The TRP is designated to be a “Professional” program but there is no formally recognized profession of Translational Research within the scope of health science or healthcare. What then does it mean to understand the TRP as a professional program, Translational Research as a profession, and perhaps more significantly, professionalism broadly as applied to healthcare and the health sciences?

As it turns out the academic designation is perhaps the easiest to deal with.  A graduate program, masters or PhD is understood to be a course of advanced study.  A master’s degree historically has been understood as a step towards a PhD that moves a student beyond a bachelor’s information dump towards a better understanding and more critical thinking required in PhD programs.  However, some master’s programs are intended to provide students with advanced understanding towards a specific field of work—think law, engineering or business.  These types of programs generally have been course-based (rather than thesis-based) and have prioritized domain-specific knowledge or applied research to support a career trajectory rather than groom students specifically for PhD programs.

Recently, a range of professional master’s programs have been developed that seem to aim to provide students with advanced standing but are generally only loosely affiliated to a specific profession or field of work.  These programs seem to focus on the credentialing to be able to give students a professional advantage or designation and provide degrees as a measure of accomplishing a minimum standing in a series of courses.

Perhaps at the other end of the professional program spectrum has seen the rise of professional programs that continue the tradition of advance study but also incorporate professional-oriented skills or competencies.  This type of program, in the context of graduate degrees, is more difficult to categorize according to established taxonomies, because it may not be specifically affiliated with a specific professional domain, may not have a basic or discovery research focus, but may still allow for advanced study as well as a focus on skills and competencies that may be understood to be transferable and professional.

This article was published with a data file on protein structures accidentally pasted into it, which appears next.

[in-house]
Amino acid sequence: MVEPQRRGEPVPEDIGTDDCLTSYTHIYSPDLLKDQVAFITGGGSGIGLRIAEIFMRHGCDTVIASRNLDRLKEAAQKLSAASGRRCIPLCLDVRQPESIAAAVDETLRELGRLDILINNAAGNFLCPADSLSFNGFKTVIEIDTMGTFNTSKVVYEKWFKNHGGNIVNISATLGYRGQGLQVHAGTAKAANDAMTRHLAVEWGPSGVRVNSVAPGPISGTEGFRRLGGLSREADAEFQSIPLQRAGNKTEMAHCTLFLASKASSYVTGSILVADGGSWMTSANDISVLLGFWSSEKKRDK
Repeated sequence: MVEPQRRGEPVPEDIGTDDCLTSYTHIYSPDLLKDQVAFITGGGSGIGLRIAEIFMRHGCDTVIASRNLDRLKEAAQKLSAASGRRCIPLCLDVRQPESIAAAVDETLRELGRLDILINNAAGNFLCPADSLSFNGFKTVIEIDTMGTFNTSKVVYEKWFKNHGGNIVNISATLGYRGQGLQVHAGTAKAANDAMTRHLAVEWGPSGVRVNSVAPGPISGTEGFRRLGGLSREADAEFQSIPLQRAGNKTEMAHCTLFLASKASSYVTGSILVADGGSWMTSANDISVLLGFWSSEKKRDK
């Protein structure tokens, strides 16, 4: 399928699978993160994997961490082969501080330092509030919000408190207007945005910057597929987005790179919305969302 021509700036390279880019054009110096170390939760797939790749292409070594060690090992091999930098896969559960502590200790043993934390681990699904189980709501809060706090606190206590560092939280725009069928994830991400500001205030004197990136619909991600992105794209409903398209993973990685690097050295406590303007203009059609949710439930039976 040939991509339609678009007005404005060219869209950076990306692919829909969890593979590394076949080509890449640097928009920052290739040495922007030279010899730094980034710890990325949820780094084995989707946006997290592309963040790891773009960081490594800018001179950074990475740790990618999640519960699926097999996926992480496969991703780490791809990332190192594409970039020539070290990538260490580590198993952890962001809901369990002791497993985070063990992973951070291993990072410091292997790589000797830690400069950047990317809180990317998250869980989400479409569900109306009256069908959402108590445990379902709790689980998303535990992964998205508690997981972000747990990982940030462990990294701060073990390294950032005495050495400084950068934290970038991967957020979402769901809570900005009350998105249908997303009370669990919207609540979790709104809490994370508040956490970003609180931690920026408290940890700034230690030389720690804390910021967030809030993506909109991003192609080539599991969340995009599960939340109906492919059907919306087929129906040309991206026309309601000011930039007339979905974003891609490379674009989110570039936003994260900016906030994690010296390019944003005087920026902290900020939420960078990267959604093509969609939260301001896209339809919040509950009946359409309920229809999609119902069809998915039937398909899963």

The TRP falls into this latter—ill-defined class of “professional” master’s programs.  It is intended to allow students to pursue self-directed advanced study—the self-directed nature and a current lack of a formally designated profession of translation means it is not affiliated with a specific profession (our students are interprofessional).  The TRP is not thesis-based so it does not require a written tomb for graduation—though students produce reports, white papers, artifacts, and other forms of deliverables.  The lack of a thesis, however, does not mean that students are not engaged in research and the generation of new knowledge.  In practice, most Capstone Projects to date have involved a high level of research and methodological rigour, including research ethics approvals and highly structured protocols.  However, these have generally been focused on innovation and impact rather than publication.

Admittedly, articulating the skills and research accomplishments of our graduates is an important area for improvement.  Demonstrating the depth of understanding and the achievements of students in familiar research domains (despite the ‘professional’ designation of the degree) means that our students have significant value to the research community both before and after the program, and are not barred from pursuing PhDs or other advanced study opportunities when they choose to.

The opportunity for students to pursue advanced study while simultaneously developing transferable workplace skills, means that the program provides an unconventional type of educational experience that blends the rigour of a traditional masters degree with knowledge that allows students to excel in areas that involve multidisciplinary collaboration, creative problem-solving, teamwork, navigating ambiguity and leadership—not usually competencies historically prioritized by traditional research masters programs.

This is perhaps half of the “what” of the TRP related to its professional designation.  The “How” and the “Why” of professionalism will remain for Part 2: Defining Professionalism and Part 3: Significance of Professionalism in Translational Training.